That is very good to know.

     

    Although I would still appreciate a switch to be able to turn it off. And if the system is as seamless as they make it sound, then I'll never turn it off. 

     

    same here, it should be user control.

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    Let me make this clear from the start I am not a fan of the start stop.  I too wish for a delete button. 

     

    Now let me get to the truth about the system. GM has one of if not the best system out there. It is smooth and is pretty much not noticeable unless you really are looking for it. [Even I have to admit my reluctance is petty] 

     

    The cars today get up to temp in the matter of a mile or so and will get to temp even faster moving ahead. Fast warm up is key to lower emissions and that is a focus of all companies. 

     

    The system has proven durable in the older cars and trucks with it. While rare they have not seen any major issues. 

    Wear is a falsehood by those who really are not up on the system or systems out today. 

    The delete button is much like the Skip shift. It has to be on full time to be considered by the EPA to get the MPG listed. Now with that said I would not be shocked if Jet or Hypertech may make a OBDII plug in that may defeat the shut down if you so choose. GM will not fight them on it in the aftermarket. 

     

    The only real negative is if something does go out it could be a bit pricey to replace but on today's cars most things are pricey. But even then how often have you had to replace a starter lately. I have had going on 30 cars over the years and only had two go out on late 68 and 70 Chevy. 

    It has gotten to the point where cars may run longer but when they do wear parts out their worth is less than the value of a change of a cam belt or other mechanical issue anymore. I suspect the used car market may be in for some changes with high mileage hybrids and higher tech cars in need of repair.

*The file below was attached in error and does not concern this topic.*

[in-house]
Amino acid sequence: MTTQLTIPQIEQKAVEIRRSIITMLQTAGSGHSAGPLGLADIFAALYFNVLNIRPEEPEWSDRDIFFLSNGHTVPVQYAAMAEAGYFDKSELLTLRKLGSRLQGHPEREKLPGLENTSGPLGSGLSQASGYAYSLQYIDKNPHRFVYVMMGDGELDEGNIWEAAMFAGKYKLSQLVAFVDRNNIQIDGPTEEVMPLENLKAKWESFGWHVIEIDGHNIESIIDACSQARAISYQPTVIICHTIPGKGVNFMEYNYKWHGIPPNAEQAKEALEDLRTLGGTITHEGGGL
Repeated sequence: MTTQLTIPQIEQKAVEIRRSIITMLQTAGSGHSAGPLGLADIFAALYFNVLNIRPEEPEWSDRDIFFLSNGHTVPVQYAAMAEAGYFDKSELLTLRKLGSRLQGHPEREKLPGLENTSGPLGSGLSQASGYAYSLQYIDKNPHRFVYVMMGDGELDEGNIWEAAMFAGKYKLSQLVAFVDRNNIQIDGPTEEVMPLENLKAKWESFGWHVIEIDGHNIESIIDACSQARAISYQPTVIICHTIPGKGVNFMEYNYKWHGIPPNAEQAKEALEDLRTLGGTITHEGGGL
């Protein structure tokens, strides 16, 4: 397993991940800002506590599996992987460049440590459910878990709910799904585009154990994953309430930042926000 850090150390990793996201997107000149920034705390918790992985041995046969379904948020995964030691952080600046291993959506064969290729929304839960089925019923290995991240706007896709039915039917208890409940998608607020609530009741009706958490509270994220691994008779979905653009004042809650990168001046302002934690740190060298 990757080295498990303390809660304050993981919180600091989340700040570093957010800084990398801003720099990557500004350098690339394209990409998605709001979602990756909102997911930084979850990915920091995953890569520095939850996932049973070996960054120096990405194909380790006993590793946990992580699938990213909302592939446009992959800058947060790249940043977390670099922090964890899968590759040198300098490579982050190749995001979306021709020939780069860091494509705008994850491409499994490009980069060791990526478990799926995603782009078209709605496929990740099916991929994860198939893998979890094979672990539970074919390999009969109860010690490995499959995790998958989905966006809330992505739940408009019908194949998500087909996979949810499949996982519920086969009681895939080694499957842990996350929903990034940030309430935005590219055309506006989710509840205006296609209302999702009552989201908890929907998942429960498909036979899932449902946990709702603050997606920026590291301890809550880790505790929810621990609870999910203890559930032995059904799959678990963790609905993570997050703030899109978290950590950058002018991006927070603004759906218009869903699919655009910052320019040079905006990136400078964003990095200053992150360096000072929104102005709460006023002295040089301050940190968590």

Many will be parted out and may lead to even more salvage parts being sold by dismantlers.

     

    As for the stop start it is seen where most companies will have it on 75% or more of their cars from most MFG. The deal is you are going to get it no matter if you like it or not.  

     

    At some point these will become the norm and we may notice more the cars that do not shut off than the ones that do. 

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    Wonder how well it will hold up over time...

     

    Thinking it should last 200k like the rest of the car....

     

    In the eAssist systems, it's just a giant alternator that can also be a 15 horsepower electric motor, attached to the crank pulley via a thicker than normal serpentine belt.  The technical difference is so minor..... it's nothing to worry about.  The current start/stop system is just the old eAssist system with a smaller battery and smaller alternator/motor which doesn't assist the engine during acceleration.

     

    Given all of GM's other troubles over the past 10 years, the fact that we've heard basically nothing bad about the reliability of eAssist should tell us something. 

     

    That said... this announcement sounds like a different setup than the eAssist in that it runs through the transmission instead, making it more of a traditional starter.

     

     

     

    Yeah, kinda what I figure as well. GM does not always tend to be on the forefront of stuff, but tends to make sure it is right and solid when it comes out....

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    Let me make this clear from the start I am not a fan of the start stop.  I too wish for a delete button. 

     

    Now let me get to the truth about the system. GM has one of if not the best system out there. It is smooth and is pretty much not noticeable unless you really are looking for it. [Even I have to admit my reluctance is petty] 

     

    The cars today get up to temp in the matter of a mile or so and will get to temp even faster moving ahead. Fast warm up is key to lower emissions and that is a focus of all companies. 

     

    The system has proven durable in the older cars and trucks with it. While rare they have not seen any major issues. 

    Wear is a falsehood by those who really are not up on the system or systems out today. 

    The delete button is much like the Skip shift. It has to be on full time to be considered by the EPA to get the MPG listed. Now with that said I would not be shocked if Jet or Hypertech may make a OBDII plug in that may defeat the shut down if you so choose. GM will not fight them on it in the aftermarket. 

     

    The only real negative is if something does go out it could be a bit pricey to replace but on today's cars most things are pricey. But even then how often have you had to replace a starter lately. I have had going on 30 cars over the years and only had two go out on late 68 and 70 Chevy.